Who Is Hunter Biden's Ex-Wife Kathleen Buhle?

The following article mentions drug addiction.

Hunter Biden, son of President Joe Biden, has had a fraught past that continues to cast a shadow on his father's presidency. As he stands trial on charges of purchasing a firearm while using drugs — a federal crime — the complicated personal life of the president's son is once again in the spotlight, with an array of witnesses set to be called up. One of those potential witnesses could be his ex-wife, Katherine Buhle.

As a profile in The New Yorker recalled, shortly after Hunter graduated from college in 1992, he met Kathleen Buhle while volunteering at a Catholic church in Portland, Oregon. Soon after they started dating, Buhle fell pregnant with their first daughter, Naomi Biden. Buhle and Hunter tied the knot before Naomi was born. Their marriage was beset with difficulties due to Hunter's well-documented issues with substance misuse, and they separated in 2015. Buhle filed for divorce in 2016; the divorce was finalized the following year. Hunter Biden is currently married to Melissa Cohen, who's been his wife since 2019.

While Hunter and his trial are making headlines, curiosity has been heightened about his ex-wife, to whom he was married for more than 20 years. To learn more, read on to discover the answer to the question, who is Hunter Biden's ex-wife Kathleen Buhle?

Kathleen Buhle devoted herself to women's issues after her divorce

Following her divorce from Hunter Biden, Kathleen Buhle found herself feeling adrift. "When my marriage ended, I felt like I'd lost my sense of who I was," Buhle explained in an interview with People, detailing the complicated emotions she was experiencing during that time after years of coping with her husband's substance misuse and infidelity. However, she was also cognizant that she'd endured it all, and had made it through the darkness to the other side. "But what I also realized through those crushing experiences is that I needed to find a way to stand on my own," she added. 

According to her Penguin Random House biography, that desire to make her own mark ultimately led Buhle to focus her energy on issues involving women. Working in Washington, D.C., she served as director of strategic partnerships at the DC Volunteer Lawyers Project, a nonprofit organization that secures lawyers for women who have been the victims of sexual violence. Since 2019, she's been CEO of another nonprofit, The House at 1229, and is also a development chair for the Ellington Fund, devoted to raising money in support of programs and activities run by the Duke Ellington School of the Arts.

She was shocked when her daughter discovered Hunter Biden's affair

During the course of her marriage to Hunter Biden, Kathleen Buhle found herself watching him grapple with addiction, while feeling utterly powerless to do anything to stop it. "For anybody who's lived with an addict or loves an addict they'll understand how difficult it is, how painful it is to watch someone struggle with sobriety and how helpless you feel," she said in an interview with MSNBC.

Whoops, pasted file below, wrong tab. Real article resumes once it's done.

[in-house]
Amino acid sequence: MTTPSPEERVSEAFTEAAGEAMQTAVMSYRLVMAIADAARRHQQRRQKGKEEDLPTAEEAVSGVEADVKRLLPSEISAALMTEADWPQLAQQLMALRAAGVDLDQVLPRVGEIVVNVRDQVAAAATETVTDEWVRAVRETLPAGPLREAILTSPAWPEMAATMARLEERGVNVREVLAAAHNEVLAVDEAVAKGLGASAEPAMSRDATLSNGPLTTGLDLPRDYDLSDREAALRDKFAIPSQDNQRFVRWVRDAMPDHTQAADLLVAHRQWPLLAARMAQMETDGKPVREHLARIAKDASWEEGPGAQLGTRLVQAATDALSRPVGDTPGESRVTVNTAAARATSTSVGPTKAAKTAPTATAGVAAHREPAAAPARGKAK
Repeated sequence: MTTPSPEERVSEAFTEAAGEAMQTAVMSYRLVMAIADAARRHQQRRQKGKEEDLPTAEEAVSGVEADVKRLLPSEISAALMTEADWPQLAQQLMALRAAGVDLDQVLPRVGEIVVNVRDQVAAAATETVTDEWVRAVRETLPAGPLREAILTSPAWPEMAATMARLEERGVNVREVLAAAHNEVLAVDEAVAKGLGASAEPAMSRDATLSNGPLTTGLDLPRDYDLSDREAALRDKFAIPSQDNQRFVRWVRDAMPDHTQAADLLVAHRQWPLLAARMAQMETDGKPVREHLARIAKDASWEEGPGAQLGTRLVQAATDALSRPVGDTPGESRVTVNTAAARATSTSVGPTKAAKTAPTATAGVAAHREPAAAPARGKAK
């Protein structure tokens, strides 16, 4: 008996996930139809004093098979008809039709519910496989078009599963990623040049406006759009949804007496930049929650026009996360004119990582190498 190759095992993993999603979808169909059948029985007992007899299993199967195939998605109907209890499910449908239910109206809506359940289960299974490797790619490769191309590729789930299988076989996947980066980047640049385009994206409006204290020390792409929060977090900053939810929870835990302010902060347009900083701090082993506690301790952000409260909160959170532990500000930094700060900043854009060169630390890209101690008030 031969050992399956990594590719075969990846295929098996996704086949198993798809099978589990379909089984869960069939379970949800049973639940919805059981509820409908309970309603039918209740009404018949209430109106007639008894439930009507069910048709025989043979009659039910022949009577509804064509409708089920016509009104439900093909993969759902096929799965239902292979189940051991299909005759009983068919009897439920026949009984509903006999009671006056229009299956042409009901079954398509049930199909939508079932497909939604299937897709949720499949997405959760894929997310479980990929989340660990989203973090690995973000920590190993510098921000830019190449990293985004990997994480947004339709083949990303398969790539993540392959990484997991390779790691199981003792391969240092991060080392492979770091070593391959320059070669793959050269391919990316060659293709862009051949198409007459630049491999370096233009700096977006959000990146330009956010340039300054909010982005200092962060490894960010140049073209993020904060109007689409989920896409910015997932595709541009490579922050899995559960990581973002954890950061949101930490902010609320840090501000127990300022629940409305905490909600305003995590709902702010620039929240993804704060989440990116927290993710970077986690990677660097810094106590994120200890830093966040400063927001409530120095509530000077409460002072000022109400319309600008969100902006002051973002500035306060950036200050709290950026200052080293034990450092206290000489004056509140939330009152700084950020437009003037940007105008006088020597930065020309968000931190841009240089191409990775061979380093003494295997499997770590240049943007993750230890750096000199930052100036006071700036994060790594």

After the death of her husband's brother, Beau Biden, things took another turn. In 2016, Hunter began an affair with Beau's widow, Hallie Biden. At the time, Hunter and Buhle were separated, but not divorced. In her memoir, "If We Break," Buhle shared that learned of the relationship when her daughter Finnegan Biden asked her to join her at a session with the family's therapist. When Buhle arrived, the therapist broke the news about Hallie and Hunter.

Buhle then learned that Finnegan discovered text messages on her father's phone that laid it all out. Buhle was understandably shattered, but this revelation proved her suspicions about her husband were valid. "I felt a strange sense of vindication. Not only had I not been crazy, but it was so much worse than I could have imagined," she wrote. "I was shocked, but not heartbroken."

Her divorce from Hunter Biden was messy

When Kathleen Buhle made the painful decision to divorce Hunter Biden, after raising three daughters over the course of 23 years of marriage, a broken heart wasn't the only thing she was dealing with. There was also the process of extricating herself from the financial mess her ex-husband had made.

That became clear during their separation, when Buhle's attorney requested a court order in 2017 that would halt Biden from squandering money during a period when Buhle and their daughters struggled financially. "Throughout the parties' separation, Mr. Biden has created financial concerns for the family by spending extravagantly on his own interests (including drugs, alcohol, prostitutes, strip clubs, and gifts for women with whom he has sexual relations) while leaving the family with no funds to pay legitimate bills,” lawyer Rebekah Sullivan wrote, reported the Associated Press

The divorce proceedings grew even more contentious when Biden blew off a court order to pay Buhle more than $250,000 in unpaid alimony, leading her lawyer to ask a judge to place him in contempt. The divorce was eventually settled, with the terms of their agreement kept confidential. As Page Six reported, the judge in the case stated, "there is no reasonable prospect of reconciliation of the parties." This was not surprising, given that Biden had publicly confirmed he was in a relationship with sister-in-law Hallie Biden just a few weeks earlier.

She relied on the support of close friend Michelle Obama